Mr. Ahmed Naleba, 26 years old working with Mifumi project in Eastern Uganda is an established rice farmer in the region. He says his inspiration to farming was largely drawn from his family background that was basically agricultural but continues to observe that along the way “things changed and started being inspired by the struggles of small scale farmers who work hard to produce and yet get very little from their sweat”. He said this prompted him to look for “solutions to help increase production” while serving as a model for other youth.
He pointed that most youth in rural areas become farmers not by choice but because circumstances forces them and in the event that a better offering in town or urban center emerges, they leave and hence the need to make agriculture enjoyable, rewarding and attractive for them. As he works in the District of Tororo, Ahmed has moved ahead with support from partners to establish a Community Based Organisation in his home District of Butaleja, called CITARD (Communication for Information Technology in Agriculture and Rural Development) harnessing the power of ICTs and his experiences in rice growing to benefit his farming communities
I had actually met Ahmed as one of my student trainee of web 2.0 and Social Media and shared with him my passion for agriculture and my work in that regard and I learned that he was heavily involved in agriculture. Ahmed story inspired me because as someone who had practically not been long experiencing farming on-ground, he assured me that his net income on a good and given season is normally 1.4 Million Uganda shillings (Approximately 550$) which he believes is way much what an average youth Ugandan receives in formal employment and thus concurred with Mr. Egwel that indeed agriculture is “admirable and well paying” if taken seriously.
Throughout my interactions with young people especially those who share the passion for agriculture in Uganda, we have continued to be friends always holding the belief that the quest for youth involvement in farming actually begins with us and therefore means practicing what we preach in Agriculture as young people and that is why we will be very happy to share our experiences through different mediums and foras to draw the attention of other young people. We will continue to advocate, engage and put our voices forward in the areas that affect our lives especially in agriculture and rural development for young people. We also continue to hold the view that ICTs are essential coordinating mechanisms in the Agricultural and rural development field and hence its integration in the delivery of agricultural information, markets and all the processes across the value chain is significant.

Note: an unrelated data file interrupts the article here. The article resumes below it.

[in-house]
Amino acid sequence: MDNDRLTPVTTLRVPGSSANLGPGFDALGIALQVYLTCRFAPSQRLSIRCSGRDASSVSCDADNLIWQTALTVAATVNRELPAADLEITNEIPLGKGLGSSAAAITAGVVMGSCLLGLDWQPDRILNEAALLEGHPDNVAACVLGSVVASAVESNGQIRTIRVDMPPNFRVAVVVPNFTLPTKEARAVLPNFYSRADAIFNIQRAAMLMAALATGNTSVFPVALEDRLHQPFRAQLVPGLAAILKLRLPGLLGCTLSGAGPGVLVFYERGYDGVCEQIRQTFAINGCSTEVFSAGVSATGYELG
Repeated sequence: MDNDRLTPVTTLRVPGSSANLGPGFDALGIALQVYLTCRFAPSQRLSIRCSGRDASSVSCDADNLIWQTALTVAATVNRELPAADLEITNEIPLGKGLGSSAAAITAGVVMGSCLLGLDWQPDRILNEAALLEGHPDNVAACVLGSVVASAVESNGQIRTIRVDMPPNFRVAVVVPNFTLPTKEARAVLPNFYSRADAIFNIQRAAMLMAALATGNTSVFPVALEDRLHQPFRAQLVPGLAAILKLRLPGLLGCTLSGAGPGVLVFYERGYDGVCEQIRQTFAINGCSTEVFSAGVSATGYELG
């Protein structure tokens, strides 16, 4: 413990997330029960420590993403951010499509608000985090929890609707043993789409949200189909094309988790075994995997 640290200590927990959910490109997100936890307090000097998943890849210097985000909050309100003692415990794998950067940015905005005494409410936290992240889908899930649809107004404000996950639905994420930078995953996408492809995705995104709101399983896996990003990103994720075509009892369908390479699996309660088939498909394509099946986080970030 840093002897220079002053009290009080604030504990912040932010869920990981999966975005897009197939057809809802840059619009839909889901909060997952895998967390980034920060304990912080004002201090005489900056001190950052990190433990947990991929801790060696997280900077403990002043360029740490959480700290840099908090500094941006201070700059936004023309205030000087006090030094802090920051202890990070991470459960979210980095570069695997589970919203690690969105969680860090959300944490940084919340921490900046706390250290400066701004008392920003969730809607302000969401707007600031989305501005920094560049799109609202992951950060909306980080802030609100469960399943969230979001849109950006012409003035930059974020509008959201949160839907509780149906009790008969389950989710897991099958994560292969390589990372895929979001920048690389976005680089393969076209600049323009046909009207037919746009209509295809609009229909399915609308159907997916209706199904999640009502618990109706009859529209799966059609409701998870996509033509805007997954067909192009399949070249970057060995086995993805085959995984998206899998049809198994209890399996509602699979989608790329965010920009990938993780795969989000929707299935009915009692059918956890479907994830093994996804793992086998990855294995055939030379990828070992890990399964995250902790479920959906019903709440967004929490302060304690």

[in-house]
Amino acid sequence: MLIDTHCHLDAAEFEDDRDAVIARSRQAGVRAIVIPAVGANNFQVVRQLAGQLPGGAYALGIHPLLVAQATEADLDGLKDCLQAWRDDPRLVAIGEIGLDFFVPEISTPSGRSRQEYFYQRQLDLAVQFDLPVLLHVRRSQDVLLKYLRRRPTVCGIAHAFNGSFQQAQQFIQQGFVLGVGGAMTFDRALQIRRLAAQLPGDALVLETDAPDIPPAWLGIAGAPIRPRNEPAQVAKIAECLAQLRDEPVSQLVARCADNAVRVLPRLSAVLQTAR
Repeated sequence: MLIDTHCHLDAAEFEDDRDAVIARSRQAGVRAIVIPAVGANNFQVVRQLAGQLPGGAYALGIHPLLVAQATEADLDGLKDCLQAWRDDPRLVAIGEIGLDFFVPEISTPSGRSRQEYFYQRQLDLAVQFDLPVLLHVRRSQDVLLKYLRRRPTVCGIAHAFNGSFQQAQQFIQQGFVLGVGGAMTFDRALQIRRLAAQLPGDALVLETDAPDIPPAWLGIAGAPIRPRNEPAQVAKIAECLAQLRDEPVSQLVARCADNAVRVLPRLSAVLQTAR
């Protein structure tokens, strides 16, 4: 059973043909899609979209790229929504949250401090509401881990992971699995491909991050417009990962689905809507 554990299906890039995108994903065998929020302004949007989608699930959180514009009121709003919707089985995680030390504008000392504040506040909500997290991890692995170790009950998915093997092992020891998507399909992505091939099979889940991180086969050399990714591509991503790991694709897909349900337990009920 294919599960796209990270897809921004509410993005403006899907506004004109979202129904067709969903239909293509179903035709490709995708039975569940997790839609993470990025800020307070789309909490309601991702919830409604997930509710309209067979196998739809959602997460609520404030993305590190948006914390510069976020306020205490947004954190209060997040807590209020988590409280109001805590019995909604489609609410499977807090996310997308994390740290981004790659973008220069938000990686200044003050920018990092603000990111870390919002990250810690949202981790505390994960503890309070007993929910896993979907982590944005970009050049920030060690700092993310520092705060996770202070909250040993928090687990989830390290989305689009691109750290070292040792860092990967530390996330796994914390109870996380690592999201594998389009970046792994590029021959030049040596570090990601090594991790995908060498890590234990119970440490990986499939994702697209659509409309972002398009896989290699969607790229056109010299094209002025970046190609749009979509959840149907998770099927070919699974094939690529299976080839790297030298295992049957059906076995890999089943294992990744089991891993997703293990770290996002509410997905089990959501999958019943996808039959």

With a country like Uganda so rich with fertile soils and a promising population capable of transforming agriculture in Uganda as power economic house, our Governments have done little to attain this much needed effort and yet Uganda’s economy is largely dominated by the agricultural sector, which accounts for 41.6% of the Gross Domestic Product (GDP), 85% of the export earnings and 80% of employment opportunities. This sector is therefore paramount towards sustaining Uganda’s economy and its Population of 34 million people and hence the relevance of heavily investing in the sector , changing mindsets and building capacity, skills and knowledge base of its Citizens and individuals towards the sector.
Blogpost by Moses Owiny, one of the AASW social reporters